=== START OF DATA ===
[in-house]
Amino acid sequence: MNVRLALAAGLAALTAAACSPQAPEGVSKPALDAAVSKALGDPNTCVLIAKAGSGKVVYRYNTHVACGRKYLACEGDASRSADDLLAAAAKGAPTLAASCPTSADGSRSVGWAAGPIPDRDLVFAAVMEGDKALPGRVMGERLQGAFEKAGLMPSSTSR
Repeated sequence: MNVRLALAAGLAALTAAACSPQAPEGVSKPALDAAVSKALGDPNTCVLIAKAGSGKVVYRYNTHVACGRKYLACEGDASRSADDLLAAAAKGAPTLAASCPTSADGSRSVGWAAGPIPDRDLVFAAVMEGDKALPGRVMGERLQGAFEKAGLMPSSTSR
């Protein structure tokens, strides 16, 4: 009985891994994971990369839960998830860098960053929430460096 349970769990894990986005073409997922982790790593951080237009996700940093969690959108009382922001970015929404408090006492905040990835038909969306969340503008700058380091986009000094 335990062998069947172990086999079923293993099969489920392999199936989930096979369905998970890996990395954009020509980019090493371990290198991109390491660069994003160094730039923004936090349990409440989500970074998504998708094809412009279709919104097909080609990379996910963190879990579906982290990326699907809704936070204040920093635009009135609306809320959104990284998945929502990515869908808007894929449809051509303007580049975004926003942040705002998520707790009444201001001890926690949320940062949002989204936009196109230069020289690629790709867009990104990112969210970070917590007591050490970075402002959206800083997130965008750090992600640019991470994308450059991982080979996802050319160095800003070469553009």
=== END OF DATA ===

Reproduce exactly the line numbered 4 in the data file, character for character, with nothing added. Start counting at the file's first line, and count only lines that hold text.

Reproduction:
């Protein structure tokens, strides 16, 4: 009985891994994971990369839960998830860098960053929430460096 349970769990894990986005073409997922982790790593951080237009996700940093969690959108009382922001970015929404408090006492905040990835038909969306969340503008700058380091986009000094 335990062998069947172990086999079923293993099969489920392999199936989930096979369905998970890996990395954009020509980019090493371990290198991109390491660069994003160094730039923004936090349990409440989500970074998504998708094809412009279709919104097909080609990379996910963190879990579906982290990326699907809704936070204040920093635009009135609306809320959104990284998945929502990515869908808007894929449809051509303007580049975004926003942040705002998520707790009444201001001890926690949320940062949002989204936009196109230069020289690629790709867009990104990112969210970070917590007591050490970075402002959206800083997130965008750090992600640019991470994308450059991982080979996802050319160095800003070469553009």